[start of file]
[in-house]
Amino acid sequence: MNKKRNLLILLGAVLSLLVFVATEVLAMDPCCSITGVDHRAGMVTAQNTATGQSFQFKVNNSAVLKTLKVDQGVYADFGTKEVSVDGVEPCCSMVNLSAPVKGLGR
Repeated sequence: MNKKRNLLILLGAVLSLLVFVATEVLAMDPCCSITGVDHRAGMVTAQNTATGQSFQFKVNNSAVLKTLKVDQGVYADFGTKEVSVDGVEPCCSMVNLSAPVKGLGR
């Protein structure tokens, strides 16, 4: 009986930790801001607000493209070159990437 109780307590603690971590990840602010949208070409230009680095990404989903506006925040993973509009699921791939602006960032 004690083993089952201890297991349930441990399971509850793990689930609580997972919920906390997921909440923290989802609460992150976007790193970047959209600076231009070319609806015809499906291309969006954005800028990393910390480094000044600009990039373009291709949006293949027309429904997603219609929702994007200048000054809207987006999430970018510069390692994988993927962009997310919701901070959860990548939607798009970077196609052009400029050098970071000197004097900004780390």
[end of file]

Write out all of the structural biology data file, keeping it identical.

[in-house]
Amino acid sequence: MNKKRNLLILLGAVLSLLVFVATEVLAMDPCCSITGVDHRAGMVTAQNTATGQSFQFKVNNSAVLKTLKVDQGVYADFGTKEVSVDGVEPCCSMVNLSAPVKGLGR
Repeated sequence: MNKKRNLLILLGAVLSLLVFVATEVLAMDPCCSITGVDHRAGMVTAQNTATGQSFQFKVNNSAVLKTLKVDQGVYADFGTKEVSVDGVEPCCSMVNLSAPVKGLGR
């Protein structure tokens, strides 16, 4: 009986930790801001607000493209070159990437 109780307590603690971590990840602010949208070409230009680095990404989903506006925040993973509009699921791939602006960032 004690083993089952201890297991349930441990399971509850793990689930609580997972919920906390997921909440923290989802609460992150976007790193970047959209600076231009070319609806015809499906291309969006954005800028990393910390480094000044600009990039373009291709949006293949027309429904997603219609929702994007200048000054809207987006999430970018510069390692994988993927962009997310919701901070959860990548939607798009970077196609052009400029050098970071000197004097900004780390």